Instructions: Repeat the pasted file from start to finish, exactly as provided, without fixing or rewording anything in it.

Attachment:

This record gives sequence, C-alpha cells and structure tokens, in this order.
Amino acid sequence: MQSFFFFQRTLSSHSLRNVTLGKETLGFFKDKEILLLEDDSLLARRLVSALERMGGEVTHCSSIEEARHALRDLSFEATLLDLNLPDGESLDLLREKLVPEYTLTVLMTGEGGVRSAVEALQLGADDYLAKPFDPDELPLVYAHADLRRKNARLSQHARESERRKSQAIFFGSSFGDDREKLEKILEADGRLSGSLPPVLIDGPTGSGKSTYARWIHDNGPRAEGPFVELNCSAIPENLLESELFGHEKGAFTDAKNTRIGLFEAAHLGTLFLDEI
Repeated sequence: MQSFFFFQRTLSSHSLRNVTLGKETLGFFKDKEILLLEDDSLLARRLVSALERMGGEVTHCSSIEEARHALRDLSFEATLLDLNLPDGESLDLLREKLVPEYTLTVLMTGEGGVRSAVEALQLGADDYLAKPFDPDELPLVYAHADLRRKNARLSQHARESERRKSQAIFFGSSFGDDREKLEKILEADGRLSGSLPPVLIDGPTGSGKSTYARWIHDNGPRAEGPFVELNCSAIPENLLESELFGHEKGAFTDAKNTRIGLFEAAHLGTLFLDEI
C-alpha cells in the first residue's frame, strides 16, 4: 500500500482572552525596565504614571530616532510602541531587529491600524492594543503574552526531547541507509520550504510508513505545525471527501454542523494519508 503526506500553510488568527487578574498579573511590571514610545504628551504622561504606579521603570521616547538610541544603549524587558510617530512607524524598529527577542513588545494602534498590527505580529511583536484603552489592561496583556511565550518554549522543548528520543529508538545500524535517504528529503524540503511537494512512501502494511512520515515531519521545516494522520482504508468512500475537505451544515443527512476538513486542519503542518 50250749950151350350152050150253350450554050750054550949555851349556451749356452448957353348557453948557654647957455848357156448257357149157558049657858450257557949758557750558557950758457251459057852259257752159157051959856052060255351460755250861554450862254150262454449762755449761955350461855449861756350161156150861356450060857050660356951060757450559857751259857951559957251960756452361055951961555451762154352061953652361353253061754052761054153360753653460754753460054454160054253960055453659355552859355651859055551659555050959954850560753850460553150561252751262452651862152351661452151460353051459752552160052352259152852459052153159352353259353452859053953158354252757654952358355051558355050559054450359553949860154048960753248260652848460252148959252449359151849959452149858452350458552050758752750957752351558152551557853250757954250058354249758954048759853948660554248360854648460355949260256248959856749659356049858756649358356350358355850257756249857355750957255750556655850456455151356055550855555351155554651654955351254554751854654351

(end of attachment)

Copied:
This record gives sequence, C-alpha cells and structure tokens, in this order.
Amino acid sequence: MQSFFFFQRTLSSHSLRNVTLGKETLGFFKDKEILLLEDDSLLARRLVSALERMGGEVTHCSSIEEARHALRDLSFEATLLDLNLPDGESLDLLREKLVPEYTLTVLMTGEGGVRSAVEALQLGADDYLAKPFDPDELPLVYAHADLRRKNARLSQHARESERRKSQAIFFGSSFGDDREKLEKILEADGRLSGSLPPVLIDGPTGSGKSTYARWIHDNGPRAEGPFVELNCSAIPENLLESELFGHEKGAFTDAKNTRIGLFEAAHLGTLFLDEI
Repeated sequence: MQSFFFFQRTLSSHSLRNVTLGKETLGFFKDKEILLLEDDSLLARRLVSALERMGGEVTHCSSIEEARHALRDLSFEATLLDLNLPDGESLDLLREKLVPEYTLTVLMTGEGGVRSAVEALQLGADDYLAKPFDPDELPLVYAHADLRRKNARLSQHARESERRKSQAIFFGSSFGDDREKLEKILEADGRLSGSLPPVLIDGPTGSGKSTYARWIHDNGPRAEGPFVELNCSAIPENLLESELFGHEKGAFTDAKNTRIGLFEAAHLGTLFLDEI
C-alpha cells in the first residue's frame, strides 16, 4: 500500500482572552525596565504614571530616532510602541531587529491600524492594543503574552526531547541507509520550504510508513505545525471527501454542523494519508 503526506500553510488568527487578574498579573511590571514610545504628551504622561504606579521603570521616547538610541544603549524587558510617530512607524524598529527577542513588545494602534498590527505580529511583536484603552489592561496583556511565550518554549522543548528520543529508538545500524535517504528529503524540503511537494512512501502494511512520515515531519521545516494522520482504508468512500475537505451544515443527512476538513486542519503542518 50250749950151350350152050150253350450554050750054550949555851349556451749356452448957353348557453948557654647957455848357156448257357149157558049657858450257557949758557750558557950758457251459057852259257752159157051959856052060255351460755250861554450862254150262454449762755449761955350461855449861756350161156150861356450060857050660356951060757450559857751259857951559957251960756452361055951961555451762154352061953652361353253061754052761054153360753653460754753460054454160054253960055453659355552859355651859055551659555050959954850560753850460553150561252751262452651862152351661452151460353051459752552160052352259152852459052153159352353259353452859053953158354252757654952358355051558355050559054450359553949860154048960753248260652848460252148959252449359151849959452149858452350458552050758752750957752351558152551557853250757954250058354249758954048759853948660554248360854648460355949260256248959856749659356049858756649358356350358355850257756249857355750957255750556655850456455151356055550855555351155554651654955351254554751854654351